Part 9 Belle Epoque 1878-1889 PDF Print E-mail
The History of Paris Architecture, Urbanism, Society
Part 9: Paris of the Belle Epoque (1880-1900)

18    November  – Gallery – Impressionist Paris, the 1870’s and 1880’s.

25 November – Gallery – The “gay nineties”, Art Nouveau and Toulouse-Lautrec.

2 December – Visit – Petit and Grand Palais: The 1900 World’s Fair.

Meet 10:30 am in lobby of the Petit Palais, av.Winston Churchill 75008. Métro Champs-Elysées-Clemenceau (lines 1, 13).

9 December – Visit – Musée d’Orsay: Impressionist painting and Toulouse-Lautrec.

Meet by group entrance B. Métro Solférino (line 12) or RER Musée d’Orsay (RER C).

16 December – Walk – Passy: Guimard and Art Nouveau  architecture.

Meet in front of 14 rue Jean de la Fontaine 75016. Closest Métros: Ranelagh and Jasmin (line 9).

The Third Republic 1878-1889:

1877 - Third Impressionist exhibition, Mary Cassatt invited to participate by Degas. Death of Courbet.

1878 – First Paris World’s Fair under the Third Republic, building of Palais de Chaillot by Davioud.

1879 – Republican triumph in senatorial elections. Mac-Mahon resigns and is replaced by Jules Grévy. The Third Republic is now secure. Fourth Impressionist exhibition. Death of Camille Monet.

1880 – Amnesty of imprisoned Communards. 14th of July declared new national holiday and the Marseillaise becomes the official national anthem. The Jesuits and several other religious orders were dissolved, and their members were forbidden to teach in state schools. Jules Ferry becomes president of council of ministers (prime minister). Fifth Impressionist exhibition.

1881 - The Jules Ferry laws on free, mandatory and secular public education, voted in 1881 and 1882, were one of the first sign of this republican control of the Republic, as public education was not anymore in the exclusive control of the Catholic congregations. New law consecrating liberty of the press. Sixth Impressionist exhibition. Manet receives Légion d'Honneur.

1882 - Religious instruction was removed from all state schools. The measures were accompanied by the abolition of chaplains in the armed forces and the removal of nuns from hospitals. Fierce opposition to new measures by the Catholic church. Institution of municipal elections with universal suffrage for the election of municipal councils that choose town mayors. Seventh Impressionist exhibition.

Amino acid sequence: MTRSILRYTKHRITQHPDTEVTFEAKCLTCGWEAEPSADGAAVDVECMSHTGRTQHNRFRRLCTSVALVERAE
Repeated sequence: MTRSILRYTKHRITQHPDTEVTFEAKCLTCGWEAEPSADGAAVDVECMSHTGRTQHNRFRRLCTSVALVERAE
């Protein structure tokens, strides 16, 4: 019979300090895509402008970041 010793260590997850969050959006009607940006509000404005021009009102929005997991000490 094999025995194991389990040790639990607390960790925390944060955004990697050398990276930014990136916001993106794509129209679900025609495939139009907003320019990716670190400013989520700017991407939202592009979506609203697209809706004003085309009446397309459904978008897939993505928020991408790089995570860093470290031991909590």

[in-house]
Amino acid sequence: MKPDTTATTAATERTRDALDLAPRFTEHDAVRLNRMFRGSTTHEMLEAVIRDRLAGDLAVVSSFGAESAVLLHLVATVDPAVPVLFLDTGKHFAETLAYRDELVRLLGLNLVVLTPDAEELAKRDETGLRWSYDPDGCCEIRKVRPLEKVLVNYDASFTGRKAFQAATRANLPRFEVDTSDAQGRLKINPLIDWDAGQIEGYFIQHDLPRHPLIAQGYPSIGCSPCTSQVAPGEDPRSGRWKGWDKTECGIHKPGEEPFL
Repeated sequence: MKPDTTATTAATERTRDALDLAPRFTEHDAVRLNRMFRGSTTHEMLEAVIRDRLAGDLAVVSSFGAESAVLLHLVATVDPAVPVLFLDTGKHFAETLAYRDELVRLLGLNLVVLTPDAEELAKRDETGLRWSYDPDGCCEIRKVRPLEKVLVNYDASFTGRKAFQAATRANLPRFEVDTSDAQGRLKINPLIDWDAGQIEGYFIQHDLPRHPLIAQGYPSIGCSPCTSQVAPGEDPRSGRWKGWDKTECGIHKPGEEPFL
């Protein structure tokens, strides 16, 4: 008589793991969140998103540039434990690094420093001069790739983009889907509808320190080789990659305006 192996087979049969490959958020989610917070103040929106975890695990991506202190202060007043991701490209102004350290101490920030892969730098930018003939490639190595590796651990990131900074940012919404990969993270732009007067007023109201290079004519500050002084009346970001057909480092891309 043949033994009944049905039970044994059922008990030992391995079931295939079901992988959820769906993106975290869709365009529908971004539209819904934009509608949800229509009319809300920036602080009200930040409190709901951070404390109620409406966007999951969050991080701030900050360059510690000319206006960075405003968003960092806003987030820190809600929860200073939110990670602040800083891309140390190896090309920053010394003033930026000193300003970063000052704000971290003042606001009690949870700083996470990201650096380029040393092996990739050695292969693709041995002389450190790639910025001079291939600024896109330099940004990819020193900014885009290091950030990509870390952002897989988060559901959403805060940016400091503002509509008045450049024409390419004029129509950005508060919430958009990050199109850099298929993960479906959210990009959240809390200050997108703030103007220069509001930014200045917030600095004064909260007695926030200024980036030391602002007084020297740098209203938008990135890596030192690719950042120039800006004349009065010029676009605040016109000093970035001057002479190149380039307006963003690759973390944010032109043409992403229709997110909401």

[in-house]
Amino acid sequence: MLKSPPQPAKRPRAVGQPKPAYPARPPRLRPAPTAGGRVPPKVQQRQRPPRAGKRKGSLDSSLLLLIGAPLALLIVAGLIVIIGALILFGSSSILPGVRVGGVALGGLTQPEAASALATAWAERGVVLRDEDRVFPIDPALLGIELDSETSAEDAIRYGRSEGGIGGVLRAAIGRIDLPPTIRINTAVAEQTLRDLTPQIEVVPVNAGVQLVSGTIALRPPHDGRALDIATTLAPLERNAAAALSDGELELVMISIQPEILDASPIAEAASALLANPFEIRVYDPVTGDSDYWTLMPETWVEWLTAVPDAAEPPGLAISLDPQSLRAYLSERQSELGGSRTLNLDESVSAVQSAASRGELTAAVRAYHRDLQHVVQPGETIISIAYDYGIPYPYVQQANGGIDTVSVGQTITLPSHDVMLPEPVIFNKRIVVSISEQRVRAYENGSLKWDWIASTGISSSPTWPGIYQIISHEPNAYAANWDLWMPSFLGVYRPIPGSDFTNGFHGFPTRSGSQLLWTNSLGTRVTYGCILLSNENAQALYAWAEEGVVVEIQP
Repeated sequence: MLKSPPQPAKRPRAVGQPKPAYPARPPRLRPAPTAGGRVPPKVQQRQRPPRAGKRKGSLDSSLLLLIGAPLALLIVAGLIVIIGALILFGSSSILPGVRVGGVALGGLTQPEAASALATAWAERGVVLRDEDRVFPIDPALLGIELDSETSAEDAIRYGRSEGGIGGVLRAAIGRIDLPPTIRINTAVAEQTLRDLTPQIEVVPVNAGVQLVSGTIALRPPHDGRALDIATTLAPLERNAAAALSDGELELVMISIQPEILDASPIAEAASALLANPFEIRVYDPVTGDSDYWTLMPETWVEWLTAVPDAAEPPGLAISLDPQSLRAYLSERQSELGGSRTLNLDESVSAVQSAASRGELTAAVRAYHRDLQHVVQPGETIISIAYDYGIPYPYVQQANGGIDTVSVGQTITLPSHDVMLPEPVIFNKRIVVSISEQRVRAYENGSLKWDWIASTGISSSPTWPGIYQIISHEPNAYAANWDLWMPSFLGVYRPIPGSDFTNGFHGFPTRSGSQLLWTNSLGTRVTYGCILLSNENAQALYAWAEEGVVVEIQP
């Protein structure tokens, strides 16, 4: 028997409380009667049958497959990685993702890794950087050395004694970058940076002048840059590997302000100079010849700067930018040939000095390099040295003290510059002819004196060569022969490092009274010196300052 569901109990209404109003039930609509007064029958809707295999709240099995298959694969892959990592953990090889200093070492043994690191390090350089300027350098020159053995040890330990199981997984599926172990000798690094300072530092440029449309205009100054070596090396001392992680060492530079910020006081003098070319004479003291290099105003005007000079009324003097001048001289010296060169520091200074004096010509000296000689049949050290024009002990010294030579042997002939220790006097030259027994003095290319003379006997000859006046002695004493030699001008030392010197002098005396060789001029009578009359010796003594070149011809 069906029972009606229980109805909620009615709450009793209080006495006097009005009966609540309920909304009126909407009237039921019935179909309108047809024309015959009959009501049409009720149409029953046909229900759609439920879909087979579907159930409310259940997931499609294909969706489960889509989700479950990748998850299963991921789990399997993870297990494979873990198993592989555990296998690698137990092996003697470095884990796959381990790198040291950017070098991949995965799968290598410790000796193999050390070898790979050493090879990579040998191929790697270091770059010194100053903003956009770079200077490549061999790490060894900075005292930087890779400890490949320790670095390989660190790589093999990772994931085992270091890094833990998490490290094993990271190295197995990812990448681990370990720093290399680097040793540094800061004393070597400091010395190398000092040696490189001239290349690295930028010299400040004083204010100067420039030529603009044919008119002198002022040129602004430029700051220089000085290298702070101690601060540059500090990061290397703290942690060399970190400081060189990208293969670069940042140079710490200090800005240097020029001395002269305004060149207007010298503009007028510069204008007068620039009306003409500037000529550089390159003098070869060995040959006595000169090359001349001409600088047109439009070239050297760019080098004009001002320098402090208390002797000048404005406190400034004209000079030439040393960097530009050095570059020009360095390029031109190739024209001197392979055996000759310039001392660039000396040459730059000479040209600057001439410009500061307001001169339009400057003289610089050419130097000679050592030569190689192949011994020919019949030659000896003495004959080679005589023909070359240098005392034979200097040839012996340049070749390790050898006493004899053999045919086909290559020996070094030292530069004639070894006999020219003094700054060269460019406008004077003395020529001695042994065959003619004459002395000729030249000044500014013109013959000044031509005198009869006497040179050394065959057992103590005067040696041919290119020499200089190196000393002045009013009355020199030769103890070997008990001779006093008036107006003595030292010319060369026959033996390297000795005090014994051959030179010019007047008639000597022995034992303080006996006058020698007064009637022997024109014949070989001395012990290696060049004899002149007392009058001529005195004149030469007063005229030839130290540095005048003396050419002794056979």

1883 – French conquest of Indochina and Magadascar. Death of Manet.

1884 – Waldeck Rousseau laws allowing the creation of first labor unions. Divorce is legalized. Salon des Indépendants founded. Seurat, Gauguin and Signac show.

1886General Boulanger is imposed as minister of war by radical party encouraging vengeful tendencies against Germany in public opinion. Eighth and last Impressionist exhibition. Gauguin and Seurat invited to paricipate (exhibition of "A Sunday Afternoon on the Island of Grande Jatte"). Indignant Monet, Sisley and Renoir refuse to show. Van Gogh moves to Paris.

1887 – Boulanger is dismissed with support of right wing parties. Great popular demonstrations. President Jules Grévy resigns. Sadi Carnot succeds him as president of the Republic.

1888 – Boulanger forced to retire but triumphantly elected deputy of Paris. He nevertheless refuses to march against the Elysée palace and finally escapes arrest by fleeing to Brussels where he finally commits suicide.

1889 - Opening of Paris World’s fair marked by erection of the Eiffel Tower and celebrating centennial of French Revolution.  Opening of the Moulin-Rouge in Montmartre.

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